The evening activity was a fun game of Mickey Mouse, in which you try to get your team members in the comfy chair by calling different characters and switching places. It can get pretty funny and you need to have a great memory!

Day 9 – Excursion Day to the Panchuk Family Farm

On Tuesday morning staff woke everyone up, and it was time to take a giant yellow school bus 1.5 hours drive north to the farm where Maxine grew up. On the school bus everyone had a scavenger hunt, looking for things like a beaver house, triangle shaped house, no hunting sign, and maybe a moose. It was a beautiful drive through lots of flat farming and agriculture area, and then the landscape become more forested and hilly (but still lots of farming). Saskatchewan has 40% of Canada’s land that can be used for farming. On the way everyone saw lots of wetlands area that is crucial for the survival of many different types of animals and birds. Canada has 25% of the world’s wetlands, and many wetlands around the world have been destroyed which is a scary thing.

Riding the yellow school bus to the farm

When we got to the farm, we went over to the garden and helped to do some work. Groups helped to weed the beets, cucumber, zucchini, beans, peas, potatoes, dill, and corn. Some groups helped to bury our camp compost that we brought with us, and other spread compost around the plants. Some people harvested some beets and dill (which we will eat later), and others planted some lettuce. Some people even tried to pull out some burdock, a very strong and very invasive weed that is taking over the land.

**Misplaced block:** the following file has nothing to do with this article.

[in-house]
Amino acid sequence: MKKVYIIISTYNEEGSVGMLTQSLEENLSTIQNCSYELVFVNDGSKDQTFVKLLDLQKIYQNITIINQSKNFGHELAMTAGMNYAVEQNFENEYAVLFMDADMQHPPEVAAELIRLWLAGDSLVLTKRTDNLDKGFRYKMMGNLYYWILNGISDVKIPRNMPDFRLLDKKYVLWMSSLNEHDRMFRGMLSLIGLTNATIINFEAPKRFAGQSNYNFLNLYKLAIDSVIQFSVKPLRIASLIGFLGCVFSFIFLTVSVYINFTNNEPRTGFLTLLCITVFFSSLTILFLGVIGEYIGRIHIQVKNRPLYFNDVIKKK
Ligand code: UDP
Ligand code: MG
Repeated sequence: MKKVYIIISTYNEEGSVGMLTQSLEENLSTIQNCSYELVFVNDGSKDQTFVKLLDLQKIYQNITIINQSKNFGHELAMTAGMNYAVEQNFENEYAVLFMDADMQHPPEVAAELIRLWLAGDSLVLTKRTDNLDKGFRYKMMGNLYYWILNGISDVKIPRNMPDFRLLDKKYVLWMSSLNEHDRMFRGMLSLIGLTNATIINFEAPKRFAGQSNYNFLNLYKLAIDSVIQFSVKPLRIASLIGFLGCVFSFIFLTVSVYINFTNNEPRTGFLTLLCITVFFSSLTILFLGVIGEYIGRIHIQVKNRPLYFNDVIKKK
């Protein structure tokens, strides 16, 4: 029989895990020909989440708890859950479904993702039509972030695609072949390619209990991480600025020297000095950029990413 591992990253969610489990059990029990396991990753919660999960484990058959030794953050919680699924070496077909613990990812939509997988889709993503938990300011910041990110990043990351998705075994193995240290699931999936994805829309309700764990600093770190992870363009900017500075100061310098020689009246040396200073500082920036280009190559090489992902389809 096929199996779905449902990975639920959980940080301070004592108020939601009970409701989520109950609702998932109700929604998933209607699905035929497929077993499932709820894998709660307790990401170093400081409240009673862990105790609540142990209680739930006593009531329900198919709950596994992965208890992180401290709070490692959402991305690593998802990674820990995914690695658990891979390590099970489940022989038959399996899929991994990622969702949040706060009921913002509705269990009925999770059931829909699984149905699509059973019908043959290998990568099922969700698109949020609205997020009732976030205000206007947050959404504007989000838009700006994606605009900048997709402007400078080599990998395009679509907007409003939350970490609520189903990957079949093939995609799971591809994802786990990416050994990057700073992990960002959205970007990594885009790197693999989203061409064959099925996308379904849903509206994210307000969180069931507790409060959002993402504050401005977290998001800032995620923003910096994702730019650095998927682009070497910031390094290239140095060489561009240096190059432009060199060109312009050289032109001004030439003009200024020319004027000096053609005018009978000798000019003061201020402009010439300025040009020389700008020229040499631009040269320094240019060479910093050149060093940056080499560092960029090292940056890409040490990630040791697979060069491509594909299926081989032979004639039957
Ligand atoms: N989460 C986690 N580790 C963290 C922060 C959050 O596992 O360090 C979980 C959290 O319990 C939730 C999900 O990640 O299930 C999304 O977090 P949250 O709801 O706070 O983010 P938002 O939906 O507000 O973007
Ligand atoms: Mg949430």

We had a lunch of Elk chili that was hunted from the area and everyone who wasn’t a vegetarian got to try it. It had different locally grown vegetables in it, just like the other food we have at camp. Can you believe that later in the day we had more chocolate chip cookies for a snack?

After lunch we went to see the sheep, and got to feed them some chop and a few even let us pet some. There were adult sheep, as well as some lambs that were born in April. The sheep are so cute, and so were the cats Fireball and Walter.